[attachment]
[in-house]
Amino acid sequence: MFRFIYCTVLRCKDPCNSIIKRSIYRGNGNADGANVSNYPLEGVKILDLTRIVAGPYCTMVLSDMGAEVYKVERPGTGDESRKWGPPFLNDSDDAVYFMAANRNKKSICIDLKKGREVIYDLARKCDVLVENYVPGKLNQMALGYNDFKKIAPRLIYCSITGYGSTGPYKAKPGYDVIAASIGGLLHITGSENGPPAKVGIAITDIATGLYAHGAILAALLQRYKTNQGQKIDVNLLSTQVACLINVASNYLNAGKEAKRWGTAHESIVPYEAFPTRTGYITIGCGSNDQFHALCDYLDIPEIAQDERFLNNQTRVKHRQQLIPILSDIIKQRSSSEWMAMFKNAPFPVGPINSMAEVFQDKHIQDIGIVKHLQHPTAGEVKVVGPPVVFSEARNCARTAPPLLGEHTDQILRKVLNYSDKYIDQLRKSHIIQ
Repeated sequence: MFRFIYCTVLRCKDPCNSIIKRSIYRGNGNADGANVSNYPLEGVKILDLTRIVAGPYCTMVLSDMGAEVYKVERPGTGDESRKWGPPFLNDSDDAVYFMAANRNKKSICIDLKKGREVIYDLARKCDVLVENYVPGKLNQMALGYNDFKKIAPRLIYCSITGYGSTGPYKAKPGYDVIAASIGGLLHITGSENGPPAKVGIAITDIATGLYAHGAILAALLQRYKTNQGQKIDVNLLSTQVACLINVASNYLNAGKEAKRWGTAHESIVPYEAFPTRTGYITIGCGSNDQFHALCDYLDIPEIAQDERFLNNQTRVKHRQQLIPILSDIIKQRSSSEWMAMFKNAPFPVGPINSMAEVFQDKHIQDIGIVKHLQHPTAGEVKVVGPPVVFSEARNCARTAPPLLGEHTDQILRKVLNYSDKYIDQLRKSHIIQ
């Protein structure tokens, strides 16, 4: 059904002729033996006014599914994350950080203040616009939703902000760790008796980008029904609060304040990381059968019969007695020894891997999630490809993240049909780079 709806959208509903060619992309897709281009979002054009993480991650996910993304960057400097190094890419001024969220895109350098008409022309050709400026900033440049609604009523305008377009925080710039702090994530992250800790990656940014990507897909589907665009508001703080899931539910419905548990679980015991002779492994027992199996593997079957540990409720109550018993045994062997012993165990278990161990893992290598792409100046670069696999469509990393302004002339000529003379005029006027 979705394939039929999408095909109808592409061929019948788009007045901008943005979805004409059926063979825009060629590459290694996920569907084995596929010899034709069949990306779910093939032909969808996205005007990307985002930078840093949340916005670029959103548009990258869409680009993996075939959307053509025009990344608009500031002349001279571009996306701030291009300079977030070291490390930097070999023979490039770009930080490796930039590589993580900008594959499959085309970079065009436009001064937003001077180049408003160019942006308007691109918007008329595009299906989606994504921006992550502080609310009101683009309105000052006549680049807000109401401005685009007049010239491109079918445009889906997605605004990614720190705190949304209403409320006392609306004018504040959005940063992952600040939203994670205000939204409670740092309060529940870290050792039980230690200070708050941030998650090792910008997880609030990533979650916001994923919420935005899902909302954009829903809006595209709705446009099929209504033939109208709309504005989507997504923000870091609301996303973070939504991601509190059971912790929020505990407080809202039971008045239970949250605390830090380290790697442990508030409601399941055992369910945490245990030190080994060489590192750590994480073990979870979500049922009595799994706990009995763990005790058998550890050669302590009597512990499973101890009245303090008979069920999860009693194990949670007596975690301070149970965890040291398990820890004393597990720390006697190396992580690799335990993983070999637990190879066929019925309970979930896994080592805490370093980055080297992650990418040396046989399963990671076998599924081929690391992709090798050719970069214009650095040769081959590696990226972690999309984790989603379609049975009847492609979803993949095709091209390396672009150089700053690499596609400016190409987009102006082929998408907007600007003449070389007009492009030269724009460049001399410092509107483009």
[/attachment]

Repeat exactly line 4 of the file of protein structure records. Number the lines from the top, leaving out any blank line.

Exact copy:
């Protein structure tokens, strides 16, 4: 059904002729033996006014599914994350950080203040616009939703902000760790008796980008029904609060304040990381059968019969007695020894891997999630490809993240049909780079 709806959208509903060619992309897709281009979002054009993480991650996910993304960057400097190094890419001024969220895109350098008409022309050709400026900033440049609604009523305008377009925080710039702090994530992250800790990656940014990507897909589907665009508001703080899931539910419905548990679980015991002779492994027992199996593997079957540990409720109550018993045994062997012993165990278990161990893992290598792409100046670069696999469509990393302004002339000529003379005029006027 979705394939039929999408095909109808592409061929019948788009007045901008943005979805004409059926063979825009060629590459290694996920569907084995596929010899034709069949990306779910093939032909969808996205005007990307985002930078840093949340916005670029959103548009990258869409680009993996075939959307053509025009990344608009500031002349001279571009996306701030291009300079977030070291490390930097070999023979490039770009930080490796930039590589993580900008594959499959085309970079065009436009001064937003001077180049408003160019942006308007691109918007008329595009299906989606994504921006992550502080609310009101683009309105000052006549680049807000109401401005685009007049010239491109079918445009889906997605605004990614720190705190949304209403409320006392609306004018504040959005940063992952600040939203994670205000939204409670740092309060529940870290050792039980230690200070708050941030998650090792910008997880609030990533979650916001994923919420935005899902909302954009829903809006595209709705446009099929209504033939109208709309504005989507997504923000870091609301996303973070939504991601509190059971912790929020505990407080809202039971008045239970949250605390830090380290790697442990508030409601399941055992369910945490245990030190080994060489590192750590994480073990979870979500049922009595799994706990009995763990005790058998550890050669302590009597512990499973101890009245303090008979069920999860009693194990949670007596975690301070149970965890040291398990820890004393597990720390006697190396992580690799335990993983070999637990190879066929019925309970979930896994080592805490370093980055080297992650990418040396046989399963990671076998599924081929690391992709090798050719970069214009650095040769081959590696990226972690999309984790989603379609049975009847492609979803993949095709091209390396672009150089700053690499596609400016190409987009102006082929998408907007600007003449070389007009492009030269724009460049001399410092509107483009």